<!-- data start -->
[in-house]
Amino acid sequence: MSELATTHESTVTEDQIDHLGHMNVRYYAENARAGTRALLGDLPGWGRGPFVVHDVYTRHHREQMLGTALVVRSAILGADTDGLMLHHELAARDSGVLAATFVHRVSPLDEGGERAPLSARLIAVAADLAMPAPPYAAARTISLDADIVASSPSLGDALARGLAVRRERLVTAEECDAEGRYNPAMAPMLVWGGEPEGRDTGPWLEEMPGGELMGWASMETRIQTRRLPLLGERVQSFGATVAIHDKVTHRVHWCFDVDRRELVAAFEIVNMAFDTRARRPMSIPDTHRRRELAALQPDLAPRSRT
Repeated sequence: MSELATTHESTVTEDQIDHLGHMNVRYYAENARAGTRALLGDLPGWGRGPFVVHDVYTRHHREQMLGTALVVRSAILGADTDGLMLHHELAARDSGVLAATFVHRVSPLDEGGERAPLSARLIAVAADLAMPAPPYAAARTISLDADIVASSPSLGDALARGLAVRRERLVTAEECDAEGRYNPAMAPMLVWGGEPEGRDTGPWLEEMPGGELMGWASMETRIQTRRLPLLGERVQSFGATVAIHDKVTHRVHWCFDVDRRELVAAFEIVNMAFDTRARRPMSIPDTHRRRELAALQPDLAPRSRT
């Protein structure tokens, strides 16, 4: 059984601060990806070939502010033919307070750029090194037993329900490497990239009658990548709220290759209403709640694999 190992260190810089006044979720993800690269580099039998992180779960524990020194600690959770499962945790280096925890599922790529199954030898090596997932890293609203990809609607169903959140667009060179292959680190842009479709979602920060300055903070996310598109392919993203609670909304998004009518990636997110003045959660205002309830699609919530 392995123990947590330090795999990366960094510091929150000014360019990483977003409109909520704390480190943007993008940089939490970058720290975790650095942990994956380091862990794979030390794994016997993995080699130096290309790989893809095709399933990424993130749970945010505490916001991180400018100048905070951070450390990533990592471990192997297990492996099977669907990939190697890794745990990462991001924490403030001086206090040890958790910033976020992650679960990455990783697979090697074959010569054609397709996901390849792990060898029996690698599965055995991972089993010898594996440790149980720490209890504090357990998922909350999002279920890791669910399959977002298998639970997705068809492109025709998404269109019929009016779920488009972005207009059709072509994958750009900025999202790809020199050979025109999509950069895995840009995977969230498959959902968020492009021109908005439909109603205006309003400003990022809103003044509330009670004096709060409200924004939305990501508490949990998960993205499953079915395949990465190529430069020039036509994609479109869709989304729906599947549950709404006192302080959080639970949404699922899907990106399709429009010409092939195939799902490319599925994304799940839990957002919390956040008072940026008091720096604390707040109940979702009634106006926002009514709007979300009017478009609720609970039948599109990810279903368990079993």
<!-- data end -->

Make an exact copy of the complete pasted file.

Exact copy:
[in-house]
Amino acid sequence: MSELATTHESTVTEDQIDHLGHMNVRYYAENARAGTRALLGDLPGWGRGPFVVHDVYTRHHREQMLGTALVVRSAILGADTDGLMLHHELAARDSGVLAATFVHRVSPLDEGGERAPLSARLIAVAADLAMPAPPYAAARTISLDADIVASSPSLGDALARGLAVRRERLVTAEECDAEGRYNPAMAPMLVWGGEPEGRDTGPWLEEMPGGELMGWASMETRIQTRRLPLLGERVQSFGATVAIHDKVTHRVHWCFDVDRRELVAAFEIVNMAFDTRARRPMSIPDTHRRRELAALQPDLAPRSRT
Repeated sequence: MSELATTHESTVTEDQIDHLGHMNVRYYAENARAGTRALLGDLPGWGRGPFVVHDVYTRHHREQMLGTALVVRSAILGADTDGLMLHHELAARDSGVLAATFVHRVSPLDEGGERAPLSARLIAVAADLAMPAPPYAAARTISLDADIVASSPSLGDALARGLAVRRERLVTAEECDAEGRYNPAMAPMLVWGGEPEGRDTGPWLEEMPGGELMGWASMETRIQTRRLPLLGERVQSFGATVAIHDKVTHRVHWCFDVDRRELVAAFEIVNMAFDTRARRPMSIPDTHRRRELAALQPDLAPRSRT
């Protein structure tokens, strides 16, 4: 059984601060990806070939502010033919307070750029090194037993329900490497990239009658990548709220290759209403709640694999 190992260190810089006044979720993800690269580099039998992180779960524990020194600690959770499962945790280096925890599922790529199954030898090596997932890293609203990809609607169903959140667009060179292959680190842009479709979602920060300055903070996310598109392919993203609670909304998004009518990636997110003045959660205002309830699609919530 392995123990947590330090795999990366960094510091929150000014360019990483977003409109909520704390480190943007993008940089939490970058720290975790650095942990994956380091862990794979030390794994016997993995080699130096290309790989893809095709399933990424993130749970945010505490916001991180400018100048905070951070450390990533990592471990192997297990492996099977669907990939190697890794745990990462991001924490403030001086206090040890958790910033976020992650679960990455990783697979090697074959010569054609397709996901390849792990060898029996690698599965055995991972089993010898594996440790149980720490209890504090357990998922909350999002279920890791669910399959977002298998639970997705068809492109025709998404269109019929009016779920488009972005207009059709072509994958750009900025999202790809020199050979025109999509950069895995840009995977969230498959959902968020492009021109908005439909109603205006309003400003990022809103003044509330009670004096709060409200924004939305990501508490949990998960993205499953079915395949990465190529430069020039036509994609479109869709989304729906599947549950709404006192302080959080639970949404699922899907990106399709429009010409092939195939799902490319599925994304799940839990957002919390956040008072940026008091720096604390707040109940979702009634106006926002009514709007979300009017478009609720609970039948599109990810279903368990079993």